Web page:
Detroit’s The Armed are quietly taking over the fine art form of music video. We’ve already shared with you the video for “Forever Scum”, a high definition destruction of a record player that is utterly mesmerizing to watch. Since then, the band have released a pair of clips that rank up their with the best music videos from recent years. It seems that the band are not willing to settle with releasing music for free (their new album untitled can be downloaded for gratis, along with the rest of their discography) as they keep pumping out these amazing audio-visual works of art. Head over the jump to watch the brilliant videos for “Polarizer” and “Paradise Day”.
Let’s start with the clip for “Polarizer”. While it contains no original footage, the splicing of hundreds of clips from radio artists becomes a singular entity on its own. The editing style means that if you blink, you might miss a clip from an Attila or Nicki Minaj video. Pretty much any popular music video released in the last few years makes an appearance, but with a twist. The blurring of many of these artists eyes could very well be a smart metaphor for the faceless, generic nature of music today. The MTV branding over this video serves to show how replaceable that all of these clips are; can you place the songs where these videos come from? I certainly can’t for the most part. Stick this hyper stylized video alongside the shotgun blast of a track like “Polarizer” and the whole experience is pretty jarring. Oversaturated with sound and lookalikes, this attack on trending artists is as subtle as it is simple. It’s just crazy that no one has done this already.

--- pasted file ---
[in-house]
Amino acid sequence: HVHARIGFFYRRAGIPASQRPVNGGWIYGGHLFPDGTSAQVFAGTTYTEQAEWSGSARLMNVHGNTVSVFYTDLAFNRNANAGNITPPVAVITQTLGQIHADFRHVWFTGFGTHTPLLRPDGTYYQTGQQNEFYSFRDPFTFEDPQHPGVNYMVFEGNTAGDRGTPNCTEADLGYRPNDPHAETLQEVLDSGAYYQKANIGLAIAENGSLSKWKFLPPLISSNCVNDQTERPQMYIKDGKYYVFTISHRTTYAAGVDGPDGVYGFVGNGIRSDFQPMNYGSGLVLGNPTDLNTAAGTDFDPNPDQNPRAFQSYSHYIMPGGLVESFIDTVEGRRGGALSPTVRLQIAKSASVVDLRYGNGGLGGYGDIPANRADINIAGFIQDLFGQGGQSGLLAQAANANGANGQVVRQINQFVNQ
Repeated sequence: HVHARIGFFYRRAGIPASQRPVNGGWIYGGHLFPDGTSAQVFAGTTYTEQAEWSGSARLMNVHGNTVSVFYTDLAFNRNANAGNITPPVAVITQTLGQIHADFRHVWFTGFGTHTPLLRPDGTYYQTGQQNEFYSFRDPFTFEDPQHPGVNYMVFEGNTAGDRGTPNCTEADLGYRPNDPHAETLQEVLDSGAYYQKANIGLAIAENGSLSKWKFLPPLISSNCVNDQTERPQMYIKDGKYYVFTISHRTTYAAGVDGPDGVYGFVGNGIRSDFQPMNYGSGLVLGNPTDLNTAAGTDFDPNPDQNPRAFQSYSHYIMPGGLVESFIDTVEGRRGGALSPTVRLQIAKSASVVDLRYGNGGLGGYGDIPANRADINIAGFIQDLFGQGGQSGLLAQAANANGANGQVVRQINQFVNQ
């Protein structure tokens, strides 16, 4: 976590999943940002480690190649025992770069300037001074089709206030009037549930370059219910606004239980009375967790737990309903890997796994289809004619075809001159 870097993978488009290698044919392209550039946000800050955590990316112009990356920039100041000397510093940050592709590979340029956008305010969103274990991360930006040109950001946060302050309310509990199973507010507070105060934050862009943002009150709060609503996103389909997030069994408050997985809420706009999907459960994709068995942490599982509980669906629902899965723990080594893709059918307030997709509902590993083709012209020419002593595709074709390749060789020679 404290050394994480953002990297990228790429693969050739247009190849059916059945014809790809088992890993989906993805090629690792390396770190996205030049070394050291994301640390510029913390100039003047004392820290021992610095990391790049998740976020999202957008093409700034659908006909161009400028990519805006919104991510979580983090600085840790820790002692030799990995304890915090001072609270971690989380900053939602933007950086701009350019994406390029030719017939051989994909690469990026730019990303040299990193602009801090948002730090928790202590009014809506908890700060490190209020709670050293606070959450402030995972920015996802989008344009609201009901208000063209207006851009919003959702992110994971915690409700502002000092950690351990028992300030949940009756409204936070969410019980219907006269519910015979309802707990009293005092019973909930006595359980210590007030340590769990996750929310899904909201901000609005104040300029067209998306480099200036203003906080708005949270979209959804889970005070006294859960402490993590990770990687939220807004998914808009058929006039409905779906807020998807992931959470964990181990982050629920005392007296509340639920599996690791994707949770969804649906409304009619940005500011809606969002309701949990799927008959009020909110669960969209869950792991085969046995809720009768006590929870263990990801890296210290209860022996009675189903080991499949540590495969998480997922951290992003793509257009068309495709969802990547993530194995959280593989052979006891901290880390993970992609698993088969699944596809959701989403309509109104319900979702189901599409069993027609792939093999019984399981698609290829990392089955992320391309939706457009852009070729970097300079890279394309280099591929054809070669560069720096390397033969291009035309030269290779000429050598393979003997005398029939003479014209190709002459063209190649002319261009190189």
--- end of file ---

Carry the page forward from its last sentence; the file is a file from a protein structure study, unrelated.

Now, on to “Paradise Day”. Turned into a short film, the video for one of the most raucous, party hardcore anthems you’ll ever hear is so perfect in it’s execution. The full blown riot incited by a greasy, office worker (dressed to perfection to fit every stereotype about THAT creep in your office) is glorious and carefree, with people moshing, shotgunning beers and punching fuck out of a dartboard. It’s an unbridled outburst of passion that most of us would welcome. It’s hard to think of a music video quite as fitting to a song as this. What makes this video such a highlight for me, is the leering build up to all of the mayhem. Tracking shots of our main character, wheeling his mail bin and pulling up to a drive thru serve more purpose than just to set the scene. It’s shit that we all have to do in some form or another before we get to hit the karaoke bar. Sitting in an isolated cubicle staring at a picture of somewhere we want to be or someone we want to be like; the situation differs for all of us, the message is the same. While our party starter doesn’t seem to actually have the confidence to follow through with it, the fantasy sequence looks like the right kind of fun.
While I may have missed the mark completely, in terms of the messages behind these clips, a great music video is just like a great record. You get to take from it what you want and each individual is going to look at it a little bit differently. I can’t talk about how fantastic untitled is so if you have a click or two left in you, check the album out below and get fucking rowdy with Detroit’s best/worst kept secret.
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